This is Wall Street, raw and uncensored.
In a trove of documents provided to lawmakers, the portrait that emerges of Goldman Sachs is that of a firm often putting its interests ahead of those of its clients as it raced to insulate itself from the collapse of the housing market.
For a disciplined and secretive firm like Goldman, it's hard to know which is more uncomfortable: that it had to submit to hours of public grilling by a senate committee on Tuesday, or the accompanying release of more than 900 pages of highly detailed internal documents.
Unlike the firm's press releases and annual reports, all carefully scrubbed to a state of professional blandness, the dossier provides a rare glimpse under Goldman's hood. The executives curse, joke, jockey for praise and criticize the higher-ups. They say unkind things about the products they created, then hard-sell them to clients.
Mortgage-related deals to be sold are "dirty," "pigs," "crap pools," "junk" or something that "stinks." The start date of one complicated transaction that rapidly went sour is a "day that will live in infamy," one trader remarks wryly after the fact. Another agrees: "[B]y, that … was one shitty deal."
Some of the materials assembled by lawmakers touch on the controversial deal at the centre of civil fraud charges filed earlier this month against Goldman by the Securities and Exchange Commission.
More on Goldman Sachs:
But some of them just fall under the general category of "bankers behaving badly," says Michael Perino, an expert in securities at St. John's University School of Law. Even if such behaviour is perfectly legal, he says, it can still serve as a prod for financial reform.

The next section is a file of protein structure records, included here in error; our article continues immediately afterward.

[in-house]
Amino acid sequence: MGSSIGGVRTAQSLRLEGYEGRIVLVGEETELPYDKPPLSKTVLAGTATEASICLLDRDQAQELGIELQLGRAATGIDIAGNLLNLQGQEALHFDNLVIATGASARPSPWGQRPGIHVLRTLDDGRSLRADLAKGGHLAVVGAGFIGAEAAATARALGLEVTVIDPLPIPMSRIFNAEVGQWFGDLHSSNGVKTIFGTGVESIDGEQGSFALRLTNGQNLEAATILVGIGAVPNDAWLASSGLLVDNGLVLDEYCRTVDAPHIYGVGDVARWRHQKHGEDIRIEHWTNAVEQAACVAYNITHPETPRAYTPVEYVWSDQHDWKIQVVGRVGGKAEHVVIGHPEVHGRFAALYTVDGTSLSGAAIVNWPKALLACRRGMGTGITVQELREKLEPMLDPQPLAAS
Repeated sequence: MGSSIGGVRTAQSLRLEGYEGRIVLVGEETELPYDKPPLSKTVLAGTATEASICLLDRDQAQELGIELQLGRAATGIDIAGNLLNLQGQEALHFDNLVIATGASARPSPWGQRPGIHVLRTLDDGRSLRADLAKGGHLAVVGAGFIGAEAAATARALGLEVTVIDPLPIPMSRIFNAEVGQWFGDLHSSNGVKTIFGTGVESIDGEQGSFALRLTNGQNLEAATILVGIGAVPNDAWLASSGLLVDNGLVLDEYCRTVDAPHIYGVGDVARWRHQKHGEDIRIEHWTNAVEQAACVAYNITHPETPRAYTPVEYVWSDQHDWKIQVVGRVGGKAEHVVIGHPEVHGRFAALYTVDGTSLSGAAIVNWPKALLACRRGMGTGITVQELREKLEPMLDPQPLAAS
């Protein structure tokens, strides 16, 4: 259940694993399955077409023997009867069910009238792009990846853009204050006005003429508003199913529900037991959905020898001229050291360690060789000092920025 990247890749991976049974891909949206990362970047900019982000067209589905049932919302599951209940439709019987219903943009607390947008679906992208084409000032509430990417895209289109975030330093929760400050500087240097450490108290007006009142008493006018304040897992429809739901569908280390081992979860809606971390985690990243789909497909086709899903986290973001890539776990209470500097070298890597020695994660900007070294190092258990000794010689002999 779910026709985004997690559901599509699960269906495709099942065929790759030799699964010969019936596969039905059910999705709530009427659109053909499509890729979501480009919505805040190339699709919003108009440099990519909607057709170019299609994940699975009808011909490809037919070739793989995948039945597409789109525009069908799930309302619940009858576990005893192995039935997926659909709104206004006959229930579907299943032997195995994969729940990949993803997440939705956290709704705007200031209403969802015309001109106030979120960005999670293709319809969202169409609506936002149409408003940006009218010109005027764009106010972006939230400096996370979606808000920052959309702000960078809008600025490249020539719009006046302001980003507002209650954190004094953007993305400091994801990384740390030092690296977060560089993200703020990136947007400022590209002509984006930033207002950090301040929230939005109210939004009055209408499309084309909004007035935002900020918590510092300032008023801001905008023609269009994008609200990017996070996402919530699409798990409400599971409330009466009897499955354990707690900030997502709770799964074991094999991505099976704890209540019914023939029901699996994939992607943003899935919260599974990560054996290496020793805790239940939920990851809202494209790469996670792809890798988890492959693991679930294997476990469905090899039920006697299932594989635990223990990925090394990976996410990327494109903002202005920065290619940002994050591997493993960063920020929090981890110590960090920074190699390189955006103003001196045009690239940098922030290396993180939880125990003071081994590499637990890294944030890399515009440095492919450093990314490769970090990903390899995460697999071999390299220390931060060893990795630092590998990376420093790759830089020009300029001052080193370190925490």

Among the materials are minutes from internal meetings, spreadsheets, presentations to the board of directors, prospectuses, snapshots of trading positions, performance reviews and hundreds of internal e-mails. Senate staffers have blacked out certain details - names of competitors or clients, for instance, and financial information about Goldman's other businesses outside mortgages - but the picture that emerges is surprisingly rich.
That's particularly true when it comes to selling complex derivatives based on subprime mortgages to clients, a process that became more frantic as the housing tide began to turn. At one point, Fabrice Tourre, the trader at the centre of the SEC complaint, suggests the firm focus its attention on comparatively less savvy institutional investors.
In an e-mail, he notes that a list of suggested clients is "a little skewed toward sophisticated hedge funds" that "will be on the same side of the trade as we will and … know exactly how things work and will not let us work for too much $$$." He suggests focusing on "buy-and-hold ratings-based buyers" instead.
Late in 2006, a Goldman employee talks about the challenges of selling deals viewed as "junk that nobody was dumb enough to take first time around." Jonathan Egol, a senior mortgage trader, responds with the letters "LDL," which pop up in various messages. They stand for "let's discuss live" - rather than through e-mail.
As the warning signs mounted in 2007, Goldman's traders worked frantically to get rid of positions that left the firm open to losses from the deteriorating housing market and to place countervailing bets.
Those countervailing bets, or "short" positions - wagers that paid off if the housing market tanked - earned Goldman billions. Josh Birnbaum, who headed two types of mortgage trading, wrote in a performance review that his area brought in profits of $7-billion (U.S.) in 2007. His main regret, he noted, is that the firm had passed along some profitable "short" positions to clients rather than keeping them to itself.
Goldman denies that it had a major short position against the housing market. In Tuesday's hearings, executives said the firm did nothing wrong in its dealings with clients and was simply fulfilling its role as a market intermediary.
The firm comes across as fiercely protective of its image. In e-mails concerning an impending front-page story about Goldman in The New York Times in late 2007, a spokesman writes to senior executives that "tomorrow's story will, of course, have 'balance' (ie. stuff we don't like)."